To limit login attempts on your WordPress site, follow these steps:
  1. Install and activate a security plugin that provides login limit functionality. One popular option for this use case is Limit Login Attempts Reloaded.
  2. Once activated, go to the plugin settings.
  3. Look for the option to limit login attempts. You’ll typically be able to specify the maximum number of failed attempts before a user is locked out and how long they should be locked out for.
  4. Save your changes.

Limit login attempts reloaded plugin for WordPressLimiting login attempts is a simple but effective way to protect your WordPress site from brute force attacks.

4. Enable two-factor authentication for WordPress

Two-factor authentication (2FA) adds an extra layer of security to your WordPress site by requiring two types of identification before granting access to your account. This dramatically reduces the chances of unauthorized access to your site, even if your password is compromised.

What is two-factor authentication?

Two-factor authentication is a security measure that requires a user to provide two separate forms of identification to access an account. Typically, this involves something the user knows (like a password) and something the user has (like a unique code sent to their mobile device). Even if a hacker guesses your password, they would still need the second form of authentication to access your account.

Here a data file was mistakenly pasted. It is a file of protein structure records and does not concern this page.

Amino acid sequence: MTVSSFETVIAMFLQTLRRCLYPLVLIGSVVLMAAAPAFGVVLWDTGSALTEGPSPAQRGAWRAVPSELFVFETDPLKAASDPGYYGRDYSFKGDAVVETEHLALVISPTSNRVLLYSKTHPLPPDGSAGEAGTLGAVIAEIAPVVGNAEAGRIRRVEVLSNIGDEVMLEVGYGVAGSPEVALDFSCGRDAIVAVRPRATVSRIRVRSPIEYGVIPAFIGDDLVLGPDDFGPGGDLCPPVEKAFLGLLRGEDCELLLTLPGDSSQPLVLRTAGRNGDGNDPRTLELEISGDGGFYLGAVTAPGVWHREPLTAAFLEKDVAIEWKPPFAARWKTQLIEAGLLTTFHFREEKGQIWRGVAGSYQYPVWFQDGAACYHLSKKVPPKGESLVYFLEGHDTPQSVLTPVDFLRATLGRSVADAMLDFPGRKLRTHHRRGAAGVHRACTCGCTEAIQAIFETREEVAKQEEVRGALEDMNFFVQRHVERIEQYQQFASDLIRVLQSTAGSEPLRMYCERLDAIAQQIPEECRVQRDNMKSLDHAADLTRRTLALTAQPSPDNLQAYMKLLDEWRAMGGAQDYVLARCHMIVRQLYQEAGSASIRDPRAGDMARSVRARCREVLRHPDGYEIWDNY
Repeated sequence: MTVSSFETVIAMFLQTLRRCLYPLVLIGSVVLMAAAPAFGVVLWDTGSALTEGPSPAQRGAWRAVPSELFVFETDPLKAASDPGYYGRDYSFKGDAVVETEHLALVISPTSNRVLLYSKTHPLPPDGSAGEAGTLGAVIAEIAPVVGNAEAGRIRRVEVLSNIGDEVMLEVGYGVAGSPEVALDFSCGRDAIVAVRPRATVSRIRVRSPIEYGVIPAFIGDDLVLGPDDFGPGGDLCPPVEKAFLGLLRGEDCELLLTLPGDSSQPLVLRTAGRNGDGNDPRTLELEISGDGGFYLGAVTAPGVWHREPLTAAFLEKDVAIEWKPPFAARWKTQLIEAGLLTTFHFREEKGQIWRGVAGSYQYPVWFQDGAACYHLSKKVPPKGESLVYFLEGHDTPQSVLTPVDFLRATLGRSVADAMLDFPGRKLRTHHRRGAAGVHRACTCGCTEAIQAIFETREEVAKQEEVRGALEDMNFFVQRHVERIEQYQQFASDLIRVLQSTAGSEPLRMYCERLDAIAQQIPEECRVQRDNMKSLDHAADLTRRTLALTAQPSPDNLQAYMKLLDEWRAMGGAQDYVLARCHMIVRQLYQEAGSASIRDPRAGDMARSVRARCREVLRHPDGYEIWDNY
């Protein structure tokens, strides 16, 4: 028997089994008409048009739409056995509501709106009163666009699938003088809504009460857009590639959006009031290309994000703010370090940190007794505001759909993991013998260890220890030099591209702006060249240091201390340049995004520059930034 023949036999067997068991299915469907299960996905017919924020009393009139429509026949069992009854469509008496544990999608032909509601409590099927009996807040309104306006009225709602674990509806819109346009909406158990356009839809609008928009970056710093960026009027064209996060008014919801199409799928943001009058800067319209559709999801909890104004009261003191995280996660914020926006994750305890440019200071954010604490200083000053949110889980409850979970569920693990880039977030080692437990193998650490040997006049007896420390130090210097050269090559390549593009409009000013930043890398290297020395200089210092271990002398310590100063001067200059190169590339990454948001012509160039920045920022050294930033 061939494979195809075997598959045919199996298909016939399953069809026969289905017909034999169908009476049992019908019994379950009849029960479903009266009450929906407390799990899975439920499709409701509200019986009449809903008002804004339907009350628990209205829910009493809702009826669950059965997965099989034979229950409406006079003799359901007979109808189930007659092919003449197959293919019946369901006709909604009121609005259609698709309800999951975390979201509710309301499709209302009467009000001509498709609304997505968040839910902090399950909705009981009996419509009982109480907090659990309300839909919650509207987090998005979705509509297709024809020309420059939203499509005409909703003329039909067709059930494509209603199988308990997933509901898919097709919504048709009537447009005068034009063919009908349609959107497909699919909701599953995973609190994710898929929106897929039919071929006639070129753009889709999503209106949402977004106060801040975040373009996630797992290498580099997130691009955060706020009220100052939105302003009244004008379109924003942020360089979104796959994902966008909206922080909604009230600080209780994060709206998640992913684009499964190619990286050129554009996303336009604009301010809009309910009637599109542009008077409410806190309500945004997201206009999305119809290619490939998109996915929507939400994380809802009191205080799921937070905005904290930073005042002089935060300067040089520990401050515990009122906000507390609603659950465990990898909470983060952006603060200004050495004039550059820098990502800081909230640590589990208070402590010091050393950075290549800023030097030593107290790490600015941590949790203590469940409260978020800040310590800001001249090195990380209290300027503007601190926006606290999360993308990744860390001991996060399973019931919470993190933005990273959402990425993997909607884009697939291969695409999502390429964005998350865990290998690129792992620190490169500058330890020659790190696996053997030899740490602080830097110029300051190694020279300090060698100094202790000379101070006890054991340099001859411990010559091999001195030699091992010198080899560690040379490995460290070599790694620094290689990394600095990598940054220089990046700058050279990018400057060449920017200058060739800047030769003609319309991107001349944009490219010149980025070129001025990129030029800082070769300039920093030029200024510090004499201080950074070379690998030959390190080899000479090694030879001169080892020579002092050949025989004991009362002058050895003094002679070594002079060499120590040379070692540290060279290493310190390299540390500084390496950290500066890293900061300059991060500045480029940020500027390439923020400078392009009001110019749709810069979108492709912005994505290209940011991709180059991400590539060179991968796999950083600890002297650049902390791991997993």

Benefits of using two-factor authentication

The primary benefit of two-factor authentication is enhanced security. With 2FA, even if your password is compromised, it’s not enough for a hacker to gain access to your site. This makes it significantly more difficult for unauthorized users to breach your WordPress site, protecting your content and user data from potential cyber threats.

How to enable two-factor authentication on WordPress